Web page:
There is plenty of evidence that children who have televisions in their rooms get less sleep. Recently, there was a study conducted to look at whether having a small screen, like an iPod or smartphone in the room also affects rest.
The study, published last month in Pediatrics, looked at 2,048 racially diverse fourth-graders and seventh-graders who were participating in a study on childhood obesity in Massachusetts. Lack of sleep is considered a risk factor for obesity, so the children were asked how long they slept and if they felt they needed more sleep. They were also asked how often they slept with an iPod, smartphone or cellphone in their bed or next to their bed. More than half of the children, 57 percent, said they slept near a small screen. Those children reported getting 20.6 fewer minutes of sleep on weekdays, compared to children who didn’t have the devices in the bedroom. Those children were also more likely to say they felt like they hadn’t gotten enough sleep.
The study also looked at TVs in the bedroom and found that children who slept in a room with a TV reported 18 fewer minutes of sleep that those without a TV, on par with other studies. The TVs were even more common than the small screens; three-quarters if the children said they had a TV in their bedroom. However, they were less likely to feel like they had missed out on sleep than the kids with small screens.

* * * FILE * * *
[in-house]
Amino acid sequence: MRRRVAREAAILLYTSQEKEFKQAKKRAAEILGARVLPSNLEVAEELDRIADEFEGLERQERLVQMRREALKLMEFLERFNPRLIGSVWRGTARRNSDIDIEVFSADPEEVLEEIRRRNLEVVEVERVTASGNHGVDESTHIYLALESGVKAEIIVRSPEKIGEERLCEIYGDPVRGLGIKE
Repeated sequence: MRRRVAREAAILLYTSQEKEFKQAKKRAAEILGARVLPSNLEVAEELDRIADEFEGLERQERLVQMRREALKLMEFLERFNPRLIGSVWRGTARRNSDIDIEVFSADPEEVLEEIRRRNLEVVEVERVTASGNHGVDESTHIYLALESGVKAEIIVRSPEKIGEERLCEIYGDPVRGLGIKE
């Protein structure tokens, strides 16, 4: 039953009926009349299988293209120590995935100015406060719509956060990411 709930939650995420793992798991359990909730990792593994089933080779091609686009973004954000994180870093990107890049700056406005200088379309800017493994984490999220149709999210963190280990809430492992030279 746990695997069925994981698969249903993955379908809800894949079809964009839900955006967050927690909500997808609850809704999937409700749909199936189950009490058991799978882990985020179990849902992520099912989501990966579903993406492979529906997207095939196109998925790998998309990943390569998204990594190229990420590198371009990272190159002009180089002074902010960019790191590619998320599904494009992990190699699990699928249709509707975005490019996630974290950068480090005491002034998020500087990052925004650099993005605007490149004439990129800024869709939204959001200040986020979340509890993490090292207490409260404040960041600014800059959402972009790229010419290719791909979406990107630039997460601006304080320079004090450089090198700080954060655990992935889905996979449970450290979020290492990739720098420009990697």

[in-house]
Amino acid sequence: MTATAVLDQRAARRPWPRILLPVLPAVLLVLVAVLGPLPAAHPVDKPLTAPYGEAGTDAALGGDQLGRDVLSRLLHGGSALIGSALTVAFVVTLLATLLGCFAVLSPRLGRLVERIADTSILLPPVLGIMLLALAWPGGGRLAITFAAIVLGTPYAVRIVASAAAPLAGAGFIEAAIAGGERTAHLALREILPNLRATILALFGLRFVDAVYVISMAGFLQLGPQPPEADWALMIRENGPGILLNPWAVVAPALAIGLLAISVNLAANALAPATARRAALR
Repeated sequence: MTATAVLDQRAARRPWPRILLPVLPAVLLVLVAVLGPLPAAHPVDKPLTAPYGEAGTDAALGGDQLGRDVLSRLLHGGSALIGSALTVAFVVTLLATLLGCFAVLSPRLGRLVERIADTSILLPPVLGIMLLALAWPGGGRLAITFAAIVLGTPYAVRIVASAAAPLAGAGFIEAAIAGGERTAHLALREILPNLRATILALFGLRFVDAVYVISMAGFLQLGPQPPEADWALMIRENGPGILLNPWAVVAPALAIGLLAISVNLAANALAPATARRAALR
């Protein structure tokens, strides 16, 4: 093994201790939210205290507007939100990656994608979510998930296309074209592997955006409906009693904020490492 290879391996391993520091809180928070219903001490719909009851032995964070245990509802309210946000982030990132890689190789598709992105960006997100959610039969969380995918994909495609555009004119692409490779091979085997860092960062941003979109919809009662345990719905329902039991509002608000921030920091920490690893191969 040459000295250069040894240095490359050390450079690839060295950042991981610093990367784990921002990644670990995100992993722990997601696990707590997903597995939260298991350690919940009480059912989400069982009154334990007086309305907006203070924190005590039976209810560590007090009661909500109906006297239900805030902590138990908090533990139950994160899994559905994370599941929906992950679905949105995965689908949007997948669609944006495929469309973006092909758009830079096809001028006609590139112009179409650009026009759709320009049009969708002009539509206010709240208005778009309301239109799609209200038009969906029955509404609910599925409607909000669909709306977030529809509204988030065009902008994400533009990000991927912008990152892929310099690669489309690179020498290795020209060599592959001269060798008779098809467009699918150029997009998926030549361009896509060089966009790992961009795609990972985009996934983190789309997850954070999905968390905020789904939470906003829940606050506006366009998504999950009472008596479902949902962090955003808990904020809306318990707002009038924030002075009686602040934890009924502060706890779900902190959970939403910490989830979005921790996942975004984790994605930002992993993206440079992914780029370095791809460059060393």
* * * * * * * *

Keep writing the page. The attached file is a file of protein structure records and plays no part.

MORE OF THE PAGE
The researchers say that with both the TVs and the small screens, children went to sleep even later. The small-screen sleepers went to sleep 37 minutes later than their screenless peers and TV watchers went to sleep 31 minutes later. All the children were getting up at the same time because they had to go to school. Furthermore, children who said they played video games or watched DVDs during the day also said they felt less rested, but the negative impact was much smaller than for small screens or TVs in the bedroom.
This study wasn’t designed in a way that could determine what was causing the sleep loss and tiredness–whether the kids were actually using the devices thus exposing them to light and stimulating content or whether getting calls and alerts throughout the night was interrupting sleep. However, it’s likely a combination of both.
This article is from NPR. Read the full article here.